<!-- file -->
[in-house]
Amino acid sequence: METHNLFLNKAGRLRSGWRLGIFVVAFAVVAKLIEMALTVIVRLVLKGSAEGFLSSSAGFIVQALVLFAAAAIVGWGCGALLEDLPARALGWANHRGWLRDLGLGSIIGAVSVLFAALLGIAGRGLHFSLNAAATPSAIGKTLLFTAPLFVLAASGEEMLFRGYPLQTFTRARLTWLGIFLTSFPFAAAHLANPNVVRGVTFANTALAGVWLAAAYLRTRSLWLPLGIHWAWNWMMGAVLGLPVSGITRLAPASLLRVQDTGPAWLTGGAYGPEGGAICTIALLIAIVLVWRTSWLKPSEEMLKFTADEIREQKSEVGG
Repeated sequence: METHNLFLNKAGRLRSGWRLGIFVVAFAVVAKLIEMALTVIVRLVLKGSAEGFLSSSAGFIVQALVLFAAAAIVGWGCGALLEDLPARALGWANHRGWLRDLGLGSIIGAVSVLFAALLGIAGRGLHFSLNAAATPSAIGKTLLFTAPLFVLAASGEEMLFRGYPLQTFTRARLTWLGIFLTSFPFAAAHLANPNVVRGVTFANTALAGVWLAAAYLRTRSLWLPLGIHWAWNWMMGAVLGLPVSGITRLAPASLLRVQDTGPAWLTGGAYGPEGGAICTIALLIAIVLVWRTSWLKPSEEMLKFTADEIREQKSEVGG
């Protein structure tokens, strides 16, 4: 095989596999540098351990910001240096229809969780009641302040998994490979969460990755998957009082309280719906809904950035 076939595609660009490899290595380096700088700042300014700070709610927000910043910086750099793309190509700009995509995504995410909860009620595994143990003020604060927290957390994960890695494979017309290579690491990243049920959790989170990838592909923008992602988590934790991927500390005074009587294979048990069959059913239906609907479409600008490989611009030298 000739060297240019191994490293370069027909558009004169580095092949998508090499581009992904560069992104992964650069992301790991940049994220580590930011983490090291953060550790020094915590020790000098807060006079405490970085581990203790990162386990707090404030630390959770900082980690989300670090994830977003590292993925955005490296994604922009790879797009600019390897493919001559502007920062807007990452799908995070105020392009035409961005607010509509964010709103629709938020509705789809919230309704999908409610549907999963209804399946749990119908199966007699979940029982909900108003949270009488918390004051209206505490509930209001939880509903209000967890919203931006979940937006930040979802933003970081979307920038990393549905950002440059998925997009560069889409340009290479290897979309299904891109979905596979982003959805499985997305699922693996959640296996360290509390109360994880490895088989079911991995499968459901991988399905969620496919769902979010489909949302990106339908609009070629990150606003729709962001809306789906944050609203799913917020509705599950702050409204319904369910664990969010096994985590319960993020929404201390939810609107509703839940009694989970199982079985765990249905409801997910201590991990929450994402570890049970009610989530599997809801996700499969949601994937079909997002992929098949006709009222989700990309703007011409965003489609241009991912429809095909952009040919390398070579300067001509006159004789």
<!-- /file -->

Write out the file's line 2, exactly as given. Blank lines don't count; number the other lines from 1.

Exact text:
Amino acid sequence: METHNLFLNKAGRLRSGWRLGIFVVAFAVVAKLIEMALTVIVRLVLKGSAEGFLSSSAGFIVQALVLFAAAAIVGWGCGALLEDLPARALGWANHRGWLRDLGLGSIIGAVSVLFAALLGIAGRGLHFSLNAAATPSAIGKTLLFTAPLFVLAASGEEMLFRGYPLQTFTRARLTWLGIFLTSFPFAAAHLANPNVVRGVTFANTALAGVWLAAAYLRTRSLWLPLGIHWAWNWMMGAVLGLPVSGITRLAPASLLRVQDTGPAWLTGGAYGPEGGAICTIALLIAIVLVWRTSWLKPSEEMLKFTADEIREQKSEVGG